Given how patriarchy loves invisibilizing women and invalidating their lives and experiences, menstrual hygiene is a difficult proposition even in those near-mythical parts of the world not wound up in centuries of rituals and mores. But in India, where men mostly still control the reins of religious practices and thus dictate who can enter a temple at what time and who must be shunned during a natural bodily process, menstrual hygiene is practically unheard of even in the more ‘progressive’ parts of society. Even when people who menstruate have access to products like sanitary napkins, the government sees fit to classify them as taxable “luxury” products. This, on top of the fact that buying, said sanitary napkins is seen as a shameful, secretive process in itself – thus making it all the more difficult to acquire them. In those parts of India where such products have not yet managed to find a foothold, human resourcefulness has allowed for menstruating people to find their own homemade solutions – but not all of these are hygienic, and has resulted in deaths.
As always, patriarchy’s conditioning of men (and women) is largely responsible for this. And while women – and others who menstruate, like trans men and non-binary folks – should undoubtedly be at the forefront of this fight, cis-men must take responsibility for the damage wrought (especially as the ones still holding power and influencing women’s lives, in general). Perhaps the best thing they can do is not offer token, performative allyship and stay out of the way with unhelpful gestures and condescending advice, but there are also a number of other measures that can be taken, on both the personal and the societal levels:
The biggest challenge for men when it comes to tackling menstrual hygiene (or the lack of it) is their own ignorance. One needs only to look at the sheer amount of sexist menstruation jokes that pervades our culture to see this. Our education system and society’s reticence to talk about menstruation plays a huge role in – our boys, who are privileged enough to not have to worry about this process otherwise, grow up learning nothing about it outside of dry biology books. So, if you’re lacking information on the subject, do not hesitate to ask and talk about it – but also make the effort to learn about it yourself using whatever resources are available to you, instead of expecting menstruating women to enlighten you of their own accord. Learn about the process, learn about why and how it happens, learn about menstrual cramps and the consequent, often intense pain (and how this can be alleviated), and learn about hygienic practices that must be followed.
If you traverse in circles where the sexist jokes mentioned above are popular, now would be a good time to set such schoolboy juvenility straight and make the effort to help others learn. In a country where lack of knowledge about menstruation, among men and women, can be fatal, educating others is vital. Men, unfortunately, still retain the privilege of being listened to more and taken more seriously than women – so make sure some good comes out of that, and teach others – your sexist friend, your inquisitive child, your bored students, or people you interact with on a daily basis who do not have access to as many resources as you do. It is especially important for children to grow up learning about this in an accessible way. You can volunteer at or organise an education camp for underprivileged children, make sure your male acquaintances do not make life even more difficult for the menstruating folks in their lives with their insensitivity (and actively help whenever possible) and fight the stigma in many other such small but significant ways.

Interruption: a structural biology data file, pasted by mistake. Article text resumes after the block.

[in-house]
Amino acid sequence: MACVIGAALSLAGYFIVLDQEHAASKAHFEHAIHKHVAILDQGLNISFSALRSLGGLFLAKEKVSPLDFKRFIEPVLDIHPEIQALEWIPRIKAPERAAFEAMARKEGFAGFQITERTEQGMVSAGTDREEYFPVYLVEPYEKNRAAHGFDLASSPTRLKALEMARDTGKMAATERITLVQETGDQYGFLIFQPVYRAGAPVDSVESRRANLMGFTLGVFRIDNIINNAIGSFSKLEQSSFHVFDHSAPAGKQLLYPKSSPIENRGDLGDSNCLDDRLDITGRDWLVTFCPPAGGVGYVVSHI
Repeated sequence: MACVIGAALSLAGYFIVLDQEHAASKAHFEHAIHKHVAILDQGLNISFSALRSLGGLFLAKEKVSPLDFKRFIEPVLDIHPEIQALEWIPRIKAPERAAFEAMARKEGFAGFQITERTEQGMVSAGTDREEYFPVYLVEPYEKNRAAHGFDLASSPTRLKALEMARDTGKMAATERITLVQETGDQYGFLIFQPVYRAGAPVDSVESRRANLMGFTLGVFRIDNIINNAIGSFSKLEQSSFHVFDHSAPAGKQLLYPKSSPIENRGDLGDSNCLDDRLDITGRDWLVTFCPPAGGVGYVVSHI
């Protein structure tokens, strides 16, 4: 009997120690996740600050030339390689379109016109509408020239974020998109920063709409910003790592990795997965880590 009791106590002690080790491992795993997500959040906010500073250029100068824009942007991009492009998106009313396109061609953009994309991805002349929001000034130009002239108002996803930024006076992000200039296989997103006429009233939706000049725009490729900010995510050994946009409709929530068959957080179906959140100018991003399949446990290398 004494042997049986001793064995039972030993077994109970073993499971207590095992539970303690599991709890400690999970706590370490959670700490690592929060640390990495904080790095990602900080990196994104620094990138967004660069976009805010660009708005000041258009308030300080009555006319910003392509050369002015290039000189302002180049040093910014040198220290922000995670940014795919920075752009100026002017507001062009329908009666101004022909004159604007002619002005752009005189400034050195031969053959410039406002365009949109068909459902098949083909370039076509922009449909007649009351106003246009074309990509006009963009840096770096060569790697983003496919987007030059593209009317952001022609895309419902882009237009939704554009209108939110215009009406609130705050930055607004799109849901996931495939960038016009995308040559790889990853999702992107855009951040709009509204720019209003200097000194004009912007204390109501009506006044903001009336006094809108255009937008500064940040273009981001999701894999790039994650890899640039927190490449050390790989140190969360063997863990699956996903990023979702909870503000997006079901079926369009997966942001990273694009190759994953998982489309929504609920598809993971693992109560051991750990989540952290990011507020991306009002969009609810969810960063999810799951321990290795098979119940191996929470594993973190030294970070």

It may be your child, or your significant other, or any number of people in your life who are unable to get the hygiene products they need because of a variety of reasons (our society certainly isn’t short of those): stigma, debilitating pain, disability, and more. Just as you should not hesitate to talk to them about menstruation, you should not be ashamed or afraid to go out and buy these products when necessary. These are vital products necessary for hygiene, and if you’re not ashamed to buy toilet paper or bathroom soap, there is absolutely no reason to feel ashamed about buying sanitary pads or tampons. And if doing this somehow hurts your masculine pride – well, clearly, that pride is a detriment to the well-being of others, and will be a lot more useful if it’s stuffed down the drain.
There are many ways you can do this. Not just by not being insensitive towards menstruating colleagues – but also by pushing for workplace policies that are actively helpful and accommodating, like making the workplace more comfortable and accessible with adequate hygiene and sanitation options, and the option of menstrual leave for those who wish to avail of it. If you hold a position of power in your workplace, it should be a priority for you to ensure such facilities are in place. And if you’re a public servant, like a civil engineer, a doctor, a politician, or a teacher, you have a responsibility towards making the world safer for all menstruating people.
Seriously, in the end, it’s not about you. Learn, ask, educate, but don’t unnecessarily intrude into conversations or situations where you are not needed just to satisfy your manly ego and fulfil the ancient doctrine of chivalry. You’ll be doing more harm than good this way. This is, of course, not an excuse to abdicate responsibility – as every point that came before this one still applies. It may not be *about* you, but it is still something that affects you – and society as a whole.